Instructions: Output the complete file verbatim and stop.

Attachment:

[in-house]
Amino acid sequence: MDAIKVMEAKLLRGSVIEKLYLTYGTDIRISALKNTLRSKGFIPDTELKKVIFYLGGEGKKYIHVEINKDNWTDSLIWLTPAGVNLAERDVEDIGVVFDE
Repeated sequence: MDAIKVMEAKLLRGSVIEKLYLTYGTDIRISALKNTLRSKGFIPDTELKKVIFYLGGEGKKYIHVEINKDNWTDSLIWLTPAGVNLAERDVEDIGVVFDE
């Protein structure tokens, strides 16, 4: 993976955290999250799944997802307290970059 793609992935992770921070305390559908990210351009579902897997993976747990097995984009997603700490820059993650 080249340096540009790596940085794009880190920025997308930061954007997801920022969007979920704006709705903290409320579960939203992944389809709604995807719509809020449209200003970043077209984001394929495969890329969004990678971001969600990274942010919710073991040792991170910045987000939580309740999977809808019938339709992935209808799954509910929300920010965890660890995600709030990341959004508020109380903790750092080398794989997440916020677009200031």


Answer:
[in-house]
Amino acid sequence: MDAIKVMEAKLLRGSVIEKLYLTYGTDIRISALKNTLRSKGFIPDTELKKVIFYLGGEGKKYIHVEINKDNWTDSLIWLTPAGVNLAERDVEDIGVVFDE
Repeated sequence: MDAIKVMEAKLLRGSVIEKLYLTYGTDIRISALKNTLRSKGFIPDTELKKVIFYLGGEGKKYIHVEINKDNWTDSLIWLTPAGVNLAERDVEDIGVVFDE
């Protein structure tokens, strides 16, 4: 993976955290999250799944997802307290970059 793609992935992770921070305390559908990210351009579902897997993976747990097995984009997603700490820059993650 080249340096540009790596940085794009880190920025997308930061954007997801920022969007979920704006709705903290409320579960939203992944389809709604995807719509809020449209200003970043077209984001394929495969890329969004990678971001969600990274942010919710073991040792991170910045987000939580309740999977809808019938339709992935209808799954509910929300920010965890660890995600709030990341959004508020109380903790750092080398794989997440916020677009200031």